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TROY presenting diversity training to City of Dothan

About 1,000 City of Dothan employees are participating in the sessions.
About 1,000 City of Dothan employees are participating in the sessions.(Source: Troy Today)
Published: Aug. 15, 2020 at 10:59 PM CDT
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DOTHAN, Ala. (WTVY) - Troy University’s Continuing Education and Outreach is presenting a training seminar on diversity and unconscious bias to all City of Dothan employees.

The classes began Thursday at the Dothan Civic Center after approval and funding from the Dothan City Commission.

“People’s past experiences, their values, their beliefs shape their thoughts,” said Laura Chambliss, Market Development Manager for Continuing Education and Outreach. “If you can make them aware of those, it helps head off anything that may come in the future. Originally this course was aimed at law enforcement, but when the City of Dothan looked at the material, they said, ‘This is good for anybody.’ We’re training 1,000 people over a period of a few weeks.”

Michael Jackson, a retired Marine and 30-year Department of Corrections employee, is leading the sessions for TROY.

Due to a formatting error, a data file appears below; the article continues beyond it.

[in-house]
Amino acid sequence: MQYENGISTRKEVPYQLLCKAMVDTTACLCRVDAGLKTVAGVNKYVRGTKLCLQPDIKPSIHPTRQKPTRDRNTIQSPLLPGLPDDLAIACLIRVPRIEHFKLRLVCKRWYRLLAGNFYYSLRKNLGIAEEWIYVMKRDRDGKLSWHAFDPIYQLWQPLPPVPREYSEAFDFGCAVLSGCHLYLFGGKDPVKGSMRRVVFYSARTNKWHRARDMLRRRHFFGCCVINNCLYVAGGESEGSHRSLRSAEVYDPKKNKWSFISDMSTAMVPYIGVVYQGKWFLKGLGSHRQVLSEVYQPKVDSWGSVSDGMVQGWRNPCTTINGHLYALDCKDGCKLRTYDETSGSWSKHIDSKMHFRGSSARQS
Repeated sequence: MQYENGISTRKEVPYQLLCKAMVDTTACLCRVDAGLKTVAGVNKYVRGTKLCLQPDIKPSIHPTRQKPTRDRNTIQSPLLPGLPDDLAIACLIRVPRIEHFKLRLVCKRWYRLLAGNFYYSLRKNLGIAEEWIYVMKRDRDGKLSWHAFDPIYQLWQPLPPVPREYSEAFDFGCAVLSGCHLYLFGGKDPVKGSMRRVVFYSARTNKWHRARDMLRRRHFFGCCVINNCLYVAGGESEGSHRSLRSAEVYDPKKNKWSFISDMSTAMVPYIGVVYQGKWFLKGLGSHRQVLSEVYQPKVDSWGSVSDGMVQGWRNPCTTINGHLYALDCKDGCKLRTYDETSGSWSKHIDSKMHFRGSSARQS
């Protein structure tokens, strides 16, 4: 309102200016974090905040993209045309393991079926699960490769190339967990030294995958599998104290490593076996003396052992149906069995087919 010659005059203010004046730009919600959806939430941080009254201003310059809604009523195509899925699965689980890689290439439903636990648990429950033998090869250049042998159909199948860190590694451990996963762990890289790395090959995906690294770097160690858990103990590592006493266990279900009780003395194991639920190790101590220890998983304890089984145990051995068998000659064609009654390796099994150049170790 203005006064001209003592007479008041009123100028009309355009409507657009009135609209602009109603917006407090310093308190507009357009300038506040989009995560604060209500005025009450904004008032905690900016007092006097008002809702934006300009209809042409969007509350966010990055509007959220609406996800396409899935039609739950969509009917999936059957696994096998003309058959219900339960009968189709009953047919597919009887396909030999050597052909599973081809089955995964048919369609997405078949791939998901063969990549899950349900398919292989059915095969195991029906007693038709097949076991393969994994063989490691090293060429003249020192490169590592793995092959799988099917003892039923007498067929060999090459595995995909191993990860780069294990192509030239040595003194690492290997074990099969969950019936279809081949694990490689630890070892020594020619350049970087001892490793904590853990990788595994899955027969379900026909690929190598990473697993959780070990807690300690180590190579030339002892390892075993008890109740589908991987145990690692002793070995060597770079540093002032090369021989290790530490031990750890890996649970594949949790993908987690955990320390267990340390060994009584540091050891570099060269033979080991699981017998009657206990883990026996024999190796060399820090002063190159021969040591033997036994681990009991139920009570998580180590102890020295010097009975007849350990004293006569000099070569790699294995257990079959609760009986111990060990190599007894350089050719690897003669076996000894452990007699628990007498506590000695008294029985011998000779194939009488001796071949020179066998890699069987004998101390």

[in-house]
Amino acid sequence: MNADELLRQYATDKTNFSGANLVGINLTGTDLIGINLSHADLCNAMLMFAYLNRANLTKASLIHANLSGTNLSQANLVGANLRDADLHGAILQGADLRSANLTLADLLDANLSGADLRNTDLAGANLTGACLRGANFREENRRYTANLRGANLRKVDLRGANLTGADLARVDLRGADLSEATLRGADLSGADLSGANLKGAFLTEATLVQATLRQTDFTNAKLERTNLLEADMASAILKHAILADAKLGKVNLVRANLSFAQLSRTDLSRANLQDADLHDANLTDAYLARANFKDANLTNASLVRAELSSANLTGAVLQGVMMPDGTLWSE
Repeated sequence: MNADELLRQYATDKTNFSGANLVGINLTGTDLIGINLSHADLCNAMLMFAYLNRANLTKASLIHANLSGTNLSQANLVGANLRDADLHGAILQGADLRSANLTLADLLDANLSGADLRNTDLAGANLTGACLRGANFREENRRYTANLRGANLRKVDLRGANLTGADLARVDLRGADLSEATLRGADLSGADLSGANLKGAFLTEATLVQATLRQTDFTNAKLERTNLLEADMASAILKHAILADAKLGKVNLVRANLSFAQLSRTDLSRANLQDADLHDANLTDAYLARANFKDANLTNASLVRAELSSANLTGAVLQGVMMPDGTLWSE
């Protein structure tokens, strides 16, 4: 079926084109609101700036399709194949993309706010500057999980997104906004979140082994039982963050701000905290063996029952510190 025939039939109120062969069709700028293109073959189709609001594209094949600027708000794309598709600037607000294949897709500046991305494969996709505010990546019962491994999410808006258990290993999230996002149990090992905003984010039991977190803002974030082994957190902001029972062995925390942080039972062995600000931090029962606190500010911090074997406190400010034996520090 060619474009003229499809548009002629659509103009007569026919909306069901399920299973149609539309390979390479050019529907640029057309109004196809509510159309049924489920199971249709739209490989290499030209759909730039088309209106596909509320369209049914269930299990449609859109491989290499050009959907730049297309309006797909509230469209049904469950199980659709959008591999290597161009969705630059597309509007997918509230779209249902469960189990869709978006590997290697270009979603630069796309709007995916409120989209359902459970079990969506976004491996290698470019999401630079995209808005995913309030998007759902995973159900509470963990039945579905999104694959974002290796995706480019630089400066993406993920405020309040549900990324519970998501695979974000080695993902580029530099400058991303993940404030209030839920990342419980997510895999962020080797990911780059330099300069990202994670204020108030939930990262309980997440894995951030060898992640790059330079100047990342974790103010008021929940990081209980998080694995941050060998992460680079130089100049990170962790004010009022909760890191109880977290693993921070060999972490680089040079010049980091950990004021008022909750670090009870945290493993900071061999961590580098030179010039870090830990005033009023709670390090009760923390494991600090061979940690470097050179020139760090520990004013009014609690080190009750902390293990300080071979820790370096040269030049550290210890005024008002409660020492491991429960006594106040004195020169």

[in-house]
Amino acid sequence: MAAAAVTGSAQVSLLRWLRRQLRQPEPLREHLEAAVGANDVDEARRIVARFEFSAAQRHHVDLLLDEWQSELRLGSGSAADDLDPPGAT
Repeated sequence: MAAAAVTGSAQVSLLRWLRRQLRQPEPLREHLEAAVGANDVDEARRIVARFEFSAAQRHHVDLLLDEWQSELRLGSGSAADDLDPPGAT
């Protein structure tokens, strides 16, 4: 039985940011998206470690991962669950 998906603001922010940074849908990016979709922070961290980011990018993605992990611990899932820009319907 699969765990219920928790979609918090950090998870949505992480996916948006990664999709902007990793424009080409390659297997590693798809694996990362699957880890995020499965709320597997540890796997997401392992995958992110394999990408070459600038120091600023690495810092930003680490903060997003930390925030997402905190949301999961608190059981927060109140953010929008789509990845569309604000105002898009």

“We’re trying to get them to see diversity is more than race and gender, it has to do with thought diversity and diversity of approach,” Jackson said. “I’m hoping they walk away being more aware of being what we call culturally competent and understanding that just because a person is different doesn’t make them wrong. We have a tendency to categorize things that we don’t understand as being negative, but that’s not true.”

Dothan Police Chief Steve Parrish originally had the idea for a diversity training session for his department, and TROY was a natural partner.

“This is a journey that started about three years ago when we were discussing the possibilities of doing some multicultural training at the police department, and we did some of that in house it was very successful, but it fell by the wayside over time,” Parrish said. “Once the COVID-19 crisis started, we’d already been talking with Troy University to do some sensitivity and diversity training on a larger scale. We’ve use Mr. Jackson as an instructor on some multi-generational instruction at the police department in the past that was very informative and useful. This is career development, something they can take with them in their careers and in their personal lives as well.”

Parrish said Dothan’s relationship with TROY continues to reap benefits.

“We used Troy University on a multi-generational training for the police department, which received rave reviews from the officers,” he said. “We have also worked with TROY on a previous community-wide survey. I’m very proud of the relationship we’ve forged with Troy University.”

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